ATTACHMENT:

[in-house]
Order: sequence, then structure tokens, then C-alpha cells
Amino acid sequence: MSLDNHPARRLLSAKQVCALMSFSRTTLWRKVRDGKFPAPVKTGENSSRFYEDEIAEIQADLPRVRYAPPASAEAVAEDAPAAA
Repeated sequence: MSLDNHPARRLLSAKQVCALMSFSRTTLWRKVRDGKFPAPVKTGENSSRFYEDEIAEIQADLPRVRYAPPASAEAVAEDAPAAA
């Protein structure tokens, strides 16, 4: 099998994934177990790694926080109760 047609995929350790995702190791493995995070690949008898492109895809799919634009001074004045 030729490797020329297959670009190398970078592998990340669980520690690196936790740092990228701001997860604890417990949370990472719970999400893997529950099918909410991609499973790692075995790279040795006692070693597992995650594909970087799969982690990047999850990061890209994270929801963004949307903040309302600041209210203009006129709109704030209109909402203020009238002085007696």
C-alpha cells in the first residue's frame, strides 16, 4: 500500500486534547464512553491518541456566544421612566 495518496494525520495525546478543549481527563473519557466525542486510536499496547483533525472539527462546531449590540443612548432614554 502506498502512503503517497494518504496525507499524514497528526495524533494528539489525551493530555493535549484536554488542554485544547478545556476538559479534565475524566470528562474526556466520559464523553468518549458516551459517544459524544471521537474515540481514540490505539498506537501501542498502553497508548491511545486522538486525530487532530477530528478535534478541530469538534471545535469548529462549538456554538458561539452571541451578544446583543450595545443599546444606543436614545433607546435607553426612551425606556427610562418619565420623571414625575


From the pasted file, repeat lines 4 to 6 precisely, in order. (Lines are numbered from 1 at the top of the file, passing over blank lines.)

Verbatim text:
Repeated sequence: MSLDNHPARRLLSAKQVCALMSFSRTTLWRKVRDGKFPAPVKTGENSSRFYEDEIAEIQADLPRVRYAPPASAEAVAEDAPAAA
């Protein structure tokens, strides 16, 4: 099998994934177990790694926080109760 047609995929350790995702190791493995995070690949008898492109895809799919634009001074004045 030729490797020329297959670009190398970078592998990340669980520690690196936790740092990228701001997860604890417990949370990472719970999400893997529950099918909410991609499973790692075995790279040795006692070693597992995650594909970087799969982690990047999850990061890209994270929801963004949307903040309302600041209210203009006129709109704030209109909402203020009238002085007696």
C-alpha cells in the first residue's frame, strides 16, 4: 500500500486534547464512553491518541456566544421612566 495518496494525520495525546478543549481527563473519557466525542486510536499496547483533525472539527462546531449590540443612548432614554 502506498502512503503517497494518504496525507499524514497528526495524533494528539489525551493530555493535549484536554488542554485544547478545556476538559479534565475524566470528562474526556466520559464523553468518549458516551459517544459524544471521537474515540481514540490505539498506537501501542498502553497508548491511545486522538486525530487532530477530528478535534478541530469538534471545535469548529462549538456554538458561539452571541451578544446583543450595545443599546444606543436614545433607546435607553426612551425606556427610562418619565420623571414625575